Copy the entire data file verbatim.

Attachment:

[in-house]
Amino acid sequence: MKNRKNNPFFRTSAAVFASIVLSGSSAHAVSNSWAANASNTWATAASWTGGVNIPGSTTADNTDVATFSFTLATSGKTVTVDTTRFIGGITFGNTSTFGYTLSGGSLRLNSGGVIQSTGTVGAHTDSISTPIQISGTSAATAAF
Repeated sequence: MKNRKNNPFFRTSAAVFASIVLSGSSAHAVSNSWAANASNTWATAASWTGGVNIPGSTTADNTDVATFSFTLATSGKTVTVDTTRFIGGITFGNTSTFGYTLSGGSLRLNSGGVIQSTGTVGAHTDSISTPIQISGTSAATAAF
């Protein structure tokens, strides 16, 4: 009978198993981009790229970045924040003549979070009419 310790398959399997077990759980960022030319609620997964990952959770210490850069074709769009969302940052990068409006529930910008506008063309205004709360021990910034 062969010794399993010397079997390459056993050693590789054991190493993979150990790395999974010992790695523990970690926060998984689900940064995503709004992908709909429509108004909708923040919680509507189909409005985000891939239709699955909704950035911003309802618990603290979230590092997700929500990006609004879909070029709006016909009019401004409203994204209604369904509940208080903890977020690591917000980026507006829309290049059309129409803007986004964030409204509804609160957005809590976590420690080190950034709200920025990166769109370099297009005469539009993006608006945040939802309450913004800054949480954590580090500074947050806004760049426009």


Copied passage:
[in-house]
Amino acid sequence: MKNRKNNPFFRTSAAVFASIVLSGSSAHAVSNSWAANASNTWATAASWTGGVNIPGSTTADNTDVATFSFTLATSGKTVTVDTTRFIGGITFGNTSTFGYTLSGGSLRLNSGGVIQSTGTVGAHTDSISTPIQISGTSAATAAF
Repeated sequence: MKNRKNNPFFRTSAAVFASIVLSGSSAHAVSNSWAANASNTWATAASWTGGVNIPGSTTADNTDVATFSFTLATSGKTVTVDTTRFIGGITFGNTSTFGYTLSGGSLRLNSGGVIQSTGTVGAHTDSISTPIQISGTSAATAAF
């Protein structure tokens, strides 16, 4: 009978198993981009790229970045924040003549979070009419 310790398959399997077990759980960022030319609620997964990952959770210490850069074709769009969302940052990068409006529930910008506008063309205004709360021990910034 062969010794399993010397079997390459056993050693590789054991190493993979150990790395999974010992790695523990970690926060998984689900940064995503709004992908709909429509108004909708923040919680509507189909409005985000891939239709699955909704950035911003309802618990603290979230590092997700929500990006609004879909070029709006016909009019401004409203994204209604369904509940208080903890977020690591917000980026507006829309290049059309129409803007986004964030409204509804609160957005809590976590420690080190950034709200920025990166769109370099297009005469539009993006608006945040939802309450913004800054949480954590580090500074947050806004760049426009």